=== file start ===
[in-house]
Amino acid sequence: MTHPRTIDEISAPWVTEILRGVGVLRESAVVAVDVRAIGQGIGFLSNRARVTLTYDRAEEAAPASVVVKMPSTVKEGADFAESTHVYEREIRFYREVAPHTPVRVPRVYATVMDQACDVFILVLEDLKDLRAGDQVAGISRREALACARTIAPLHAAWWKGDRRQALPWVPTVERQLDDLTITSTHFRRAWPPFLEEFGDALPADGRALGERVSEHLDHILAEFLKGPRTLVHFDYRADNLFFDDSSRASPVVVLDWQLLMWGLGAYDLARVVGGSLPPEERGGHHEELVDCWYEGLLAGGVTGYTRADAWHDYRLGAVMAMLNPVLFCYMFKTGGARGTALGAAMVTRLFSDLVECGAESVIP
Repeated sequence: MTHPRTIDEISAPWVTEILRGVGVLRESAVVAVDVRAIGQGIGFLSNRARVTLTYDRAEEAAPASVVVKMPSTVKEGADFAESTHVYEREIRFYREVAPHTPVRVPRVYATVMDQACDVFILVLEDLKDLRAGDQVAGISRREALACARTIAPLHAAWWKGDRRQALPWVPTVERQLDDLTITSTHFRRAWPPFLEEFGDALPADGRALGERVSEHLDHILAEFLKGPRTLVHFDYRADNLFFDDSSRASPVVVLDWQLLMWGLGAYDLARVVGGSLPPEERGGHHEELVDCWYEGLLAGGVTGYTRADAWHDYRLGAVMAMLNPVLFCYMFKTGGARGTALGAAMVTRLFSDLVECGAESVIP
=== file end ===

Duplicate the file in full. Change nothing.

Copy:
[in-house]
Amino acid sequence: MTHPRTIDEISAPWVTEILRGVGVLRESAVVAVDVRAIGQGIGFLSNRARVTLTYDRAEEAAPASVVVKMPSTVKEGADFAESTHVYEREIRFYREVAPHTPVRVPRVYATVMDQACDVFILVLEDLKDLRAGDQVAGISRREALACARTIAPLHAAWWKGDRRQALPWVPTVERQLDDLTITSTHFRRAWPPFLEEFGDALPADGRALGERVSEHLDHILAEFLKGPRTLVHFDYRADNLFFDDSSRASPVVVLDWQLLMWGLGAYDLARVVGGSLPPEERGGHHEELVDCWYEGLLAGGVTGYTRADAWHDYRLGAVMAMLNPVLFCYMFKTGGARGTALGAAMVTRLFSDLVECGAESVIP
Repeated sequence: MTHPRTIDEISAPWVTEILRGVGVLRESAVVAVDVRAIGQGIGFLSNRARVTLTYDRAEEAAPASVVVKMPSTVKEGADFAESTHVYEREIRFYREVAPHTPVRVPRVYATVMDQACDVFILVLEDLKDLRAGDQVAGISRREALACARTIAPLHAAWWKGDRRQALPWVPTVERQLDDLTITSTHFRRAWPPFLEEFGDALPADGRALGERVSEHLDHILAEFLKGPRTLVHFDYRADNLFFDDSSRASPVVVLDWQLLMWGLGAYDLARVVGGSLPPEERGGHHEELVDCWYEGLLAGGVTGYTRADAWHDYRLGAVMAMLNPVLFCYMFKTGGARGTALGAAMVTRLFSDLVECGAESVIP